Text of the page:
Julia Morgan as Lilah; photo: Belle Ancell

QueerFest 2013
Arts Festival & Powell St. Festival Society

When the Sun Comes Out 
by Leslie Uyeda, libretto by Rachel Rose

sung in English 

Dates and Venue 5, 7, 9, August @ 7.30 pm | The Roundhouse, Vancouver

Reviewer Elizabeth Paterson

It is always a pleasure to see a new opera, especially one locally created and with a bold theme. When the Sun Comes Out bills itself as the first lesbian opera and it may well be so, though other art forms are well ahead in this respect.

Commissioned by the Queer Arts Festival, Leslie Uyeda made a wise choice of librettist in accomplished poet Rachel Rose for her librettist.  The two have created an opera where text and music work very well together.

The opera is conventional in its depiction of a woman tempted by a dangerous, attractive and exciting suitor, unconventional in the lovers being women, conventional in that love of a child holds back the mother, unconventional in that love for the same child constrains the father also. Rachel Rose’s text is rich in imagery, unafraid to be ruthless, wholly willing to be tender. The dramatic structure is very still, confined to real time and a single set, in contrast with the driving, emotional sagas of the characters.

The plot, such as it is, - the work is more a dramatic poem than a work of drama - explores the quandary of three people who find themselves in a relationship restricted as much by their own characters as by society. Solana (soprano Teiya Kasahada) has returned from Canada to the unnamed country where her beloved Lilah (contralto Julia Morgan) lives and persuades her into a last, loving night. Lilah’s husband Jovan (Aaron Durand) discovers them, and is furious, but he is astounded to find that his quiet wife has known about his own affairs with boys. He tells them his own love story, his lover dead now from a beating in the street, himself racked with guilt and grief and fear. How the three, or four counting the child, are to live now is the issue.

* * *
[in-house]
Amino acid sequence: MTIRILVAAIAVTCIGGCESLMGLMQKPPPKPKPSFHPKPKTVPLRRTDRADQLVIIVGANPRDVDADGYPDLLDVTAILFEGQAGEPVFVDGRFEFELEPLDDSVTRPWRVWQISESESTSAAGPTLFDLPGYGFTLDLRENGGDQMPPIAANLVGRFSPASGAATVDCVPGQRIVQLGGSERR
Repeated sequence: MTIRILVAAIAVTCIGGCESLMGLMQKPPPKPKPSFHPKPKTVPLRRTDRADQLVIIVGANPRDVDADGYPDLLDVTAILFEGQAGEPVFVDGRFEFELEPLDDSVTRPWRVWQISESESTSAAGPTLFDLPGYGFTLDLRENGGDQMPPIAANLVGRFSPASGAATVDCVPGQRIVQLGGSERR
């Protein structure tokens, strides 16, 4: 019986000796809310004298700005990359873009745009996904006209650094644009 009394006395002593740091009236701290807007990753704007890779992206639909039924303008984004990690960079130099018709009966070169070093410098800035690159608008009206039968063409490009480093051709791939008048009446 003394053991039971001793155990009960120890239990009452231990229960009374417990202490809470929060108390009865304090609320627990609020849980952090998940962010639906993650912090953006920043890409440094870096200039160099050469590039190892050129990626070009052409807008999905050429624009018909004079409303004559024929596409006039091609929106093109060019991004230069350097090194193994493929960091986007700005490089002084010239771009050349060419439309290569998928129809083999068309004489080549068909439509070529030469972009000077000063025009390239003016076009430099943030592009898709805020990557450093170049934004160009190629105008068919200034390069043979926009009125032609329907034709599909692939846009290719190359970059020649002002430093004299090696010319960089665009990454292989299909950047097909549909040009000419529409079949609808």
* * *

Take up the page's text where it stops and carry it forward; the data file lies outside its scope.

Uyeda and Rose have been able to attract some of Vancouver’s best performers. Teiya Kasahara has an amazing top register. Her high notes dazzle and her stage presence is dark and forceful. Solana’s long opening aria is a character study in which she radiates steely determination like a shark. Alienated and predatory, she promises to be a most interesting character. 

In a nicely judged trajectory Julia Morgan’s combination of glowing contralto voice and delicate sensitivity to text allowed the introspective Lilah to blossom into a formidable power, the equal of her rogue lover and her lawful, wedded husband.

Aaron Durand’s Jovan was emotionally the weakest character. Despite Jovan’s having had to face the violent death of his lover, and despite Durand’s sweet and true baritone, Jovan’s plight came across as self-serving and self-centred, too shallow a character to balance the women.

Uyeda’s orchestration was truly lovely. One violin, one flute, one clarinet, one cello and piano was all that was needed for a graceful, fluid sound, impeccably played by members of the Vancouver Opera orchestra. The music was rich but not lush, well-constructed and with good dramatic sense. Both text and music also endured some longeurs.

The opera is less polemic than its advertising suggests. The unnamed country which is the setting might be Russia, or the Middle East, or it might even be Vancouver, recently in the news as the gay-bashing capital of Canada. Fortuitously timed as it is, this was a necessary undertaking.

© 2013 Elizabeth Paterson